Local anesthetic is infiltrated into the eyelid and a corneal shield is placed over the eye.  A 4-0 silk traction suture is placed through the eyelid and the eyelid is everted over a cotton-tipped applicator. The involved portion of the tarsal conjunctiva and margin is marked for excision and incised with an #11 blade. Area to be removed should include keratinized or significantly scarred conjunctiva. Sharp Westcott scissors are then used to dissect the palpebral conjunctiva from the tarsus, and the conjunctival defect is measured.   Attention is then turned to the oral cavity. The lower lip is everted to expose oral mucosa, and a strip of mucosa is marked centrally inside the lower lip. Care is taken to avoid damage to avoid the salivary ducts. The area is infiltrated with local anesthetic, then incised with a #15 blade and dissected from the underlying tissues with Westcott scissors. A wet sponge is placed over the donor site and the graft is moved off of the field. Westcott scissors are used to carefully trim excess tissue from the deep surface of the graft. A 6-0 plain gut suture is used in a running fashion to suture the oral mucous membrane graft into the conjunctival defect in the eyelid. Good hemostasis of the eyelid and the oral mucous membrane donor site is obtained with gentle pressure.The corneal shield and traction suture are both removed. A bandage contact lens is placed in the eye and antibiotic drops are instilled.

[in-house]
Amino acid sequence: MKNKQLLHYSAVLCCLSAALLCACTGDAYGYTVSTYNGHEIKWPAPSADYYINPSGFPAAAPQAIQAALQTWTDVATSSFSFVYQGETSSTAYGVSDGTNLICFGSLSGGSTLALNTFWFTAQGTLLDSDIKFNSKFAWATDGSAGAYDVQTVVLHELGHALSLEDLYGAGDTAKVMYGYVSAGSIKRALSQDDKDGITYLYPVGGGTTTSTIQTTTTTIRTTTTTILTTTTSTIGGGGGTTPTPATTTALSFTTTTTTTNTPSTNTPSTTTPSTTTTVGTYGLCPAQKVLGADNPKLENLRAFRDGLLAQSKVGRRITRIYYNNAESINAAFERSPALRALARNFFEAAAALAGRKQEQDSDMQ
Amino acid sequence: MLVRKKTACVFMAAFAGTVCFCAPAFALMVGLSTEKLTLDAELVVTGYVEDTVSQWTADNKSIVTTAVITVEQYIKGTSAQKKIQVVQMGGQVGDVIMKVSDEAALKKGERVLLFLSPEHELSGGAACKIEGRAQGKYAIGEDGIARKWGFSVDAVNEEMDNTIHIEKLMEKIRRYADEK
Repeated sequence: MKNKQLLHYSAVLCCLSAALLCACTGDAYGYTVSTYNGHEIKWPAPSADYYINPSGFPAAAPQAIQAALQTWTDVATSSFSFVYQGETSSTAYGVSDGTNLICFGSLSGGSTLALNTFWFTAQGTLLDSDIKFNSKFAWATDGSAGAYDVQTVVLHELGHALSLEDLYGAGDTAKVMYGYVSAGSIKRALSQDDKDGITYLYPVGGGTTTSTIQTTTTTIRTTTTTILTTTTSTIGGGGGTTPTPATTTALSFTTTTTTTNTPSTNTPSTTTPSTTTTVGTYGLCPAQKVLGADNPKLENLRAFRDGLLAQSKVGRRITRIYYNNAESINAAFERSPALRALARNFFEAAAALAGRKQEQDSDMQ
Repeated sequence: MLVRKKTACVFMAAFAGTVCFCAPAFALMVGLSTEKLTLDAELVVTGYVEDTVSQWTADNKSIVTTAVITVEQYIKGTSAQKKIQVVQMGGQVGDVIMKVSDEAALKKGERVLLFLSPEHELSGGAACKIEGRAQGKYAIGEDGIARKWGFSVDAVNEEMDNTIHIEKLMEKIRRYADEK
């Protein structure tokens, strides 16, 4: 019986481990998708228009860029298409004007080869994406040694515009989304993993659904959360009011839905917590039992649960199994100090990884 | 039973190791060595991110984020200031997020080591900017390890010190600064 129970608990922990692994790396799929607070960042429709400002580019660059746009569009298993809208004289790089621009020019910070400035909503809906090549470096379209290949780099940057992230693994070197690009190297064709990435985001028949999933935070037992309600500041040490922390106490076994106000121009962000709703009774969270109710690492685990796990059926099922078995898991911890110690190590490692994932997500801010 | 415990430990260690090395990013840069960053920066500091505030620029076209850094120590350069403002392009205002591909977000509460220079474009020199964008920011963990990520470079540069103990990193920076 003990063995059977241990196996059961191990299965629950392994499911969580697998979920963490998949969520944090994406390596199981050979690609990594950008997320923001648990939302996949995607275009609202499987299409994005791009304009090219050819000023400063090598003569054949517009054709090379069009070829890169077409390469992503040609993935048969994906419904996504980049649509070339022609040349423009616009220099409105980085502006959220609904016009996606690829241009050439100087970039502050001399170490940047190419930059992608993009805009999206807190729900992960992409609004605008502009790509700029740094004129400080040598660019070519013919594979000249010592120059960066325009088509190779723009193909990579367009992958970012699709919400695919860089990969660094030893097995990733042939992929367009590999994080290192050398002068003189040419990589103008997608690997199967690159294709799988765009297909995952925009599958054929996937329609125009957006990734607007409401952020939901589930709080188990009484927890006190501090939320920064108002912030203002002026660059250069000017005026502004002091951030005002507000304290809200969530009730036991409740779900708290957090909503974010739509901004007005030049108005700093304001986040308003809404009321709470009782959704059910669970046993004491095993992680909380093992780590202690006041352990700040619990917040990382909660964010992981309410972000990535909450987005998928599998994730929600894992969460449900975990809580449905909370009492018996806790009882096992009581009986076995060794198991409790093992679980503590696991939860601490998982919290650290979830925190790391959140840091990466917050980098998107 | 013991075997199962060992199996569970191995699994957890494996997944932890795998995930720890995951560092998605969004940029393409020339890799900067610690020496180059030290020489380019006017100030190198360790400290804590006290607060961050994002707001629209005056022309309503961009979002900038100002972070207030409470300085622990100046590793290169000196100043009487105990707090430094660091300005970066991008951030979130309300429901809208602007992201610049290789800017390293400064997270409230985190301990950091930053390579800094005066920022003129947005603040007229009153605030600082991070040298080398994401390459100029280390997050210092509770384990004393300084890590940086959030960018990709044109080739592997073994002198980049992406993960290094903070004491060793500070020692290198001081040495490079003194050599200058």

RESULTS